IRS Issues Scam Alert on Fraudulent Callers Impersonating Debt Collection Agencies
The alert warns consumers of “criminals” posing as debt collectors working for the IRS. Legitimate debt collectors will not make such calls and are committed to helping consumers pay their rightfully owed debts in a manageable way. ACA International also has tips for working with consumers during tax season.
2/14/2018 11:00 AM
The Internal Revenue Service issued an alert Feb. 13 warning consumers of “criminals” posing as debt collectors working on behalf of the IRS as well as a notice of a quickly growing scam involving erroneous tax refunds being deposited into their accounts.
The alert on the collection calls serves as an important reminder of the distinction between legitimate debt collectors working on behalf of creditors and government agencies to help consumers and fraudulent actors.
The IRS also offered a step-by-step explanation for how to return the funds and avoid being scammed.
According to a news release from the IRS:
“Following up on a Security Summit alert issued Feb. 2, the IRS issued this additional warning about the new scheme after discovering more tax practitioners’ computer files have been breached. In addition, the number of potential taxpayer victims jumped from a few hundred to several thousand in just days. The IRS Criminal Investigation division continues its investigation into the scope and breadth of this scheme.
These criminals have a new twist on an old scam. After stealing client data from tax professionals and filing fraudulent tax returns, these criminals use the taxpayers' real bank accounts for the deposit.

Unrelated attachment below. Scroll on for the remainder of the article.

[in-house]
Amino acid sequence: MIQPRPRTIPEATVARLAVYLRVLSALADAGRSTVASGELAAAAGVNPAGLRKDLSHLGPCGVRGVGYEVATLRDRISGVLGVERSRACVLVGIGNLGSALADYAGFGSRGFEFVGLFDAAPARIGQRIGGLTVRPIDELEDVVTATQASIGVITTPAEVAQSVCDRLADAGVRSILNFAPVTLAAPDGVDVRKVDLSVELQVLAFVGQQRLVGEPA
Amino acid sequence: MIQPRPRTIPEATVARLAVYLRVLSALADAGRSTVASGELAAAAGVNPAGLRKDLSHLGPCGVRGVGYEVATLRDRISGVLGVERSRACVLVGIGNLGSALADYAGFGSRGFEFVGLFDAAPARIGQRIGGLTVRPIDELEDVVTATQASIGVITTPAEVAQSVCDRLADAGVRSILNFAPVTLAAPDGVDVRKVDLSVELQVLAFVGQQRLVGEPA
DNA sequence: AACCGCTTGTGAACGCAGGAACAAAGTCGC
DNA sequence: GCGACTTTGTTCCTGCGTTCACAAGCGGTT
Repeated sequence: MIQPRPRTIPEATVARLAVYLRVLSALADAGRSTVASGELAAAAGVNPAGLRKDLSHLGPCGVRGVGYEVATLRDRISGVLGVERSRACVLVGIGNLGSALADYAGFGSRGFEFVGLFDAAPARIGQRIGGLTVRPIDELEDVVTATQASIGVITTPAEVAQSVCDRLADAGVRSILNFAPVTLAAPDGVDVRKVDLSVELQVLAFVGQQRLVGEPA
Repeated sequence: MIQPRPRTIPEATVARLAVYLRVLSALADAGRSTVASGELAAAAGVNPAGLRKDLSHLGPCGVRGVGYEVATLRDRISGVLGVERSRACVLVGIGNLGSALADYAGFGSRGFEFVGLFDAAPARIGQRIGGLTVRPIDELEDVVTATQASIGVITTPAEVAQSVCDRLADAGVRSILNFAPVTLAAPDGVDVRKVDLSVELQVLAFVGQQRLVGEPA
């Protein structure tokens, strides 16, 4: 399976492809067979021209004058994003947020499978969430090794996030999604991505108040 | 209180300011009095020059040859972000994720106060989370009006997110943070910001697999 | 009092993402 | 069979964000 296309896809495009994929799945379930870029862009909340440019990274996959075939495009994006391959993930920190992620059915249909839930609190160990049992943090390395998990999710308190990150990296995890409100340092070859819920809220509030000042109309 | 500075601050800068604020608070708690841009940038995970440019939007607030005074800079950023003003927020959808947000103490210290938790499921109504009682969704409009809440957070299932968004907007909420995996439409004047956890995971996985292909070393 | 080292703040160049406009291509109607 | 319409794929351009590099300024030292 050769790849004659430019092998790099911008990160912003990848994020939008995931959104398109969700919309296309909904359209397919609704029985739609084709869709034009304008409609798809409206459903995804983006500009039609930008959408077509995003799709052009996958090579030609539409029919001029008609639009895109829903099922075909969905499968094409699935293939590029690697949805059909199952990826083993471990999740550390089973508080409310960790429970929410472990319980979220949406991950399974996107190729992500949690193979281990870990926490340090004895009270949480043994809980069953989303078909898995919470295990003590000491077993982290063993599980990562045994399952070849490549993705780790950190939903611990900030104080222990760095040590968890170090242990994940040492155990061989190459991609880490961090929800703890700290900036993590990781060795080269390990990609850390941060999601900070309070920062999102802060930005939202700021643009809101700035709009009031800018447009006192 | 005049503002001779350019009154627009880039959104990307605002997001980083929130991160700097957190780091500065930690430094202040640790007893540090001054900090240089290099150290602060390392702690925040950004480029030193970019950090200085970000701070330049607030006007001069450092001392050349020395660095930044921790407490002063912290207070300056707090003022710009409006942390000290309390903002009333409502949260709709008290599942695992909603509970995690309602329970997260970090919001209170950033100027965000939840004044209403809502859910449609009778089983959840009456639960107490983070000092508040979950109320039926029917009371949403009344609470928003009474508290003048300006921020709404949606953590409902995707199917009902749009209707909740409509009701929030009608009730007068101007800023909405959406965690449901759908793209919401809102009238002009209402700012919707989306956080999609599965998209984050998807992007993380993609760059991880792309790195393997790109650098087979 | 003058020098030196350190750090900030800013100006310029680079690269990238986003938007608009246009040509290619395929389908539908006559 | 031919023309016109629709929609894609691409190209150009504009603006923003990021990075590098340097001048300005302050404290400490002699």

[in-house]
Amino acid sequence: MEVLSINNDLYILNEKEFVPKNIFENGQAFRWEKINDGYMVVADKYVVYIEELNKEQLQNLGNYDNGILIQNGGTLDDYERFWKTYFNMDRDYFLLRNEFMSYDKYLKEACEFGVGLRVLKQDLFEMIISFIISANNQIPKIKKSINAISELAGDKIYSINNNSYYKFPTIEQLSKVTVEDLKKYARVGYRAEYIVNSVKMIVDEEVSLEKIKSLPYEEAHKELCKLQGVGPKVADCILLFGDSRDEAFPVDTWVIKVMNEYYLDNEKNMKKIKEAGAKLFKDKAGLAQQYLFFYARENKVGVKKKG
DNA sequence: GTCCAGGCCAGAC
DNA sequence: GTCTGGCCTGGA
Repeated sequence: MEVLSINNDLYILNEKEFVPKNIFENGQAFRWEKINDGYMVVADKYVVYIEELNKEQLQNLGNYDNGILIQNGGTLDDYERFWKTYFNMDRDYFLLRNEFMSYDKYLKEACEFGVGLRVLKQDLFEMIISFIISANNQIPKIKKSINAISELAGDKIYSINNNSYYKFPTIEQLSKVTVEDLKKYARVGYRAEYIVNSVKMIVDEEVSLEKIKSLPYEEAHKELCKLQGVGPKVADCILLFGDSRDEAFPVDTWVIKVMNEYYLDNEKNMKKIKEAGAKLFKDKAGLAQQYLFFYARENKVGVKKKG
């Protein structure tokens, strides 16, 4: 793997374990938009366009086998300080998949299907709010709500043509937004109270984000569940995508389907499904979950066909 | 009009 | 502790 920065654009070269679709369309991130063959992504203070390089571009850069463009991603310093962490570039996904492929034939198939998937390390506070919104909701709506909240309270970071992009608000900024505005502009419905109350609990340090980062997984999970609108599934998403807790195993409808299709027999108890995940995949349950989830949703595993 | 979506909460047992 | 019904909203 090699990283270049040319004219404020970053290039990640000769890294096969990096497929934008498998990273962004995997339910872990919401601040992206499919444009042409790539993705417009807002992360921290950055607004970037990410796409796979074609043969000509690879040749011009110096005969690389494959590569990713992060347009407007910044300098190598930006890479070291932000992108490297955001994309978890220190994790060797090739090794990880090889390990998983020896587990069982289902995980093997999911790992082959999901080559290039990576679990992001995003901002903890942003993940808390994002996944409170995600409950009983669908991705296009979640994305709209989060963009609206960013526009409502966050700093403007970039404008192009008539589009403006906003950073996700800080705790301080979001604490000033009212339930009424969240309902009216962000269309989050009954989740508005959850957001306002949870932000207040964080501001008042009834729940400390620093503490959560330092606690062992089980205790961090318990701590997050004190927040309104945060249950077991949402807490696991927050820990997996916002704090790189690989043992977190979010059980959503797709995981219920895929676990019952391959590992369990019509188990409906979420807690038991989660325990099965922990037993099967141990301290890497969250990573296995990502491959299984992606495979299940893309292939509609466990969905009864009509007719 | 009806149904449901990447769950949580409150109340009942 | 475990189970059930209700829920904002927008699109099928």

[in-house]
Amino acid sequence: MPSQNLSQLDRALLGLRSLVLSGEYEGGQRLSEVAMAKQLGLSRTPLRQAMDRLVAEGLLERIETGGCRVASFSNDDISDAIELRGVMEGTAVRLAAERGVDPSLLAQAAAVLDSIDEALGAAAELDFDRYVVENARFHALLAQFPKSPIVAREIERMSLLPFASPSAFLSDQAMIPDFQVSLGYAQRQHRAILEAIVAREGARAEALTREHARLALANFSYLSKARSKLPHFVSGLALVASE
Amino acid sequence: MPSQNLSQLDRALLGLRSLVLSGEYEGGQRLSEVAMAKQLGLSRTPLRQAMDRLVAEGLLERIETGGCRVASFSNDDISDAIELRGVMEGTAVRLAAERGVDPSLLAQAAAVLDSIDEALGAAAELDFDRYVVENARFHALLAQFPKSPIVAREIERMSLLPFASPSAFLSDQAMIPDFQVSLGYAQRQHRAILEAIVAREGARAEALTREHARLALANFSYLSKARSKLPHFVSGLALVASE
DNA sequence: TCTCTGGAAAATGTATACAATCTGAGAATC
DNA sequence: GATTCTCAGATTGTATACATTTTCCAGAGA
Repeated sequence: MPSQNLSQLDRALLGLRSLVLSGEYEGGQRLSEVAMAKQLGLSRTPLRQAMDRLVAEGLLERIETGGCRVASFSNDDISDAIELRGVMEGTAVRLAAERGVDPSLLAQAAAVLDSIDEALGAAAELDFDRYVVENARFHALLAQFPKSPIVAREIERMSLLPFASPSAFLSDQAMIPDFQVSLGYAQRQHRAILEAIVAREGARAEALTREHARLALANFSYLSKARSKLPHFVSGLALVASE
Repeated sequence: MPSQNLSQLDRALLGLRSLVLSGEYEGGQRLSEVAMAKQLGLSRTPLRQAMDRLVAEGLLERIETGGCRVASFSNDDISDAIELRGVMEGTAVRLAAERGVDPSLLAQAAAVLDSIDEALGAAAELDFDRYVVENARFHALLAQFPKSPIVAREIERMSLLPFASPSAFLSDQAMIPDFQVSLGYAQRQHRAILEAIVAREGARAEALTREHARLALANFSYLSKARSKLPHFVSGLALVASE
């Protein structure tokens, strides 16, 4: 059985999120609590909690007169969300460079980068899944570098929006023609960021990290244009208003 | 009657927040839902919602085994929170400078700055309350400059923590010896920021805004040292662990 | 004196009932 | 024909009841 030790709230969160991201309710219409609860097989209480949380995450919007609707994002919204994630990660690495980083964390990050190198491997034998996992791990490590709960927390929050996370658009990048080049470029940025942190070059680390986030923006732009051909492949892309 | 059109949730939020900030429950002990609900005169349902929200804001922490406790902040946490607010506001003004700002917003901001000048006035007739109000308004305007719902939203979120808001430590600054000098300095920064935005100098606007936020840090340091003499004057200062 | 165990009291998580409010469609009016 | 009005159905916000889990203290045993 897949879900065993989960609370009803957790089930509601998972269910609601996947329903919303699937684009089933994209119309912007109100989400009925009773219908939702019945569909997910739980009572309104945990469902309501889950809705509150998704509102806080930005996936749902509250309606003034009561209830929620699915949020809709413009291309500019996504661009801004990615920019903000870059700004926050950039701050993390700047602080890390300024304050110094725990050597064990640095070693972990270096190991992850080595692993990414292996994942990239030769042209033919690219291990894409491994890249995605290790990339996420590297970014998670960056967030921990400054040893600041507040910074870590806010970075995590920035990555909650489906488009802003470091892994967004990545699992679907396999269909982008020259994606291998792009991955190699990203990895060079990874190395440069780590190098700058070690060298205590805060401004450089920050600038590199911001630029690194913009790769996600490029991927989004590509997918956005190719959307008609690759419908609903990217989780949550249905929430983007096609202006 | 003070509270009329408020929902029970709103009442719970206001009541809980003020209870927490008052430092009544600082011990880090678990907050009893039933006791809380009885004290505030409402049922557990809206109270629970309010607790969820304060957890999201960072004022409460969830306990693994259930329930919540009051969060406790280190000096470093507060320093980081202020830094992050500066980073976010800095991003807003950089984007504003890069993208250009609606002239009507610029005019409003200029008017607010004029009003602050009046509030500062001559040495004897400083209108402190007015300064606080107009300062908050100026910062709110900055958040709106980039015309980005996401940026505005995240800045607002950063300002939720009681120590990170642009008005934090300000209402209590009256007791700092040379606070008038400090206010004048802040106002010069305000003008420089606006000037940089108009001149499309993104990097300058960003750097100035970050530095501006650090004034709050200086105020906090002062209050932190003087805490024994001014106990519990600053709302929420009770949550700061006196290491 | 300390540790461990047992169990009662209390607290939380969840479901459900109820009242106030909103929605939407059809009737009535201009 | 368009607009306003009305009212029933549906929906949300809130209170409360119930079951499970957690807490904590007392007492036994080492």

Thieves are then using various tactics to reclaim the refund from the taxpayers, and their versions of the scam may continue to evolve.”
In one version of the collection call scam, “criminals posing as debt collection agency officials acting on behalf of the IRS contacted the taxpayers to say a refund was deposited in error, and they asked the taxpayers to forward the money to their collection agency,” according to the news release.
“In another version, the taxpayer who received the erroneous refund gets an automated call with a recorded voice saying he is from the IRS and threatens the taxpayer with criminal fraud charges, an arrest warrant and a “blacklisting” of their Social Security Number. The recorded voice gives the taxpayer a case number and a telephone number to call to return the refund,” the IRS reports.
As it did last week, the IRS repeated its call for tax professionals to step up security of sensitive client tax and financial files.
The IRS urged taxpayers to follow established procedures for returning an erroneous refund to the agency. The IRS also encouraged taxpayers to discuss the issue with their financial institutions because there may be a need to close bank accounts. Taxpayers receiving erroneous refunds also should contact their tax preparers immediately.
Legitimate debt collectors are not consumers’ enemies and are not interested in a debt that is not owed and it is illegal to make such threats as arrest or a lawsuit. By law, the collector must inform you of your right to dispute the debt and request written verification if requested. Once sought, all collection activity stops until this proof is provided.
ACA International also believes that it is important to clearly distinguish between illegal operations and scammers who have no intention of complying with the law and legitimate debt collectors who, despite making significant efforts to comply with the many numerous and complex regulations covering the industry, may inadvertently make compliance errors.
ACA International has several tips for collectors working with consumers during tax season in the February issue of Collector magazine.
Read more information on the erroneous refunds and fraudulent collection calls in the IRS news release.
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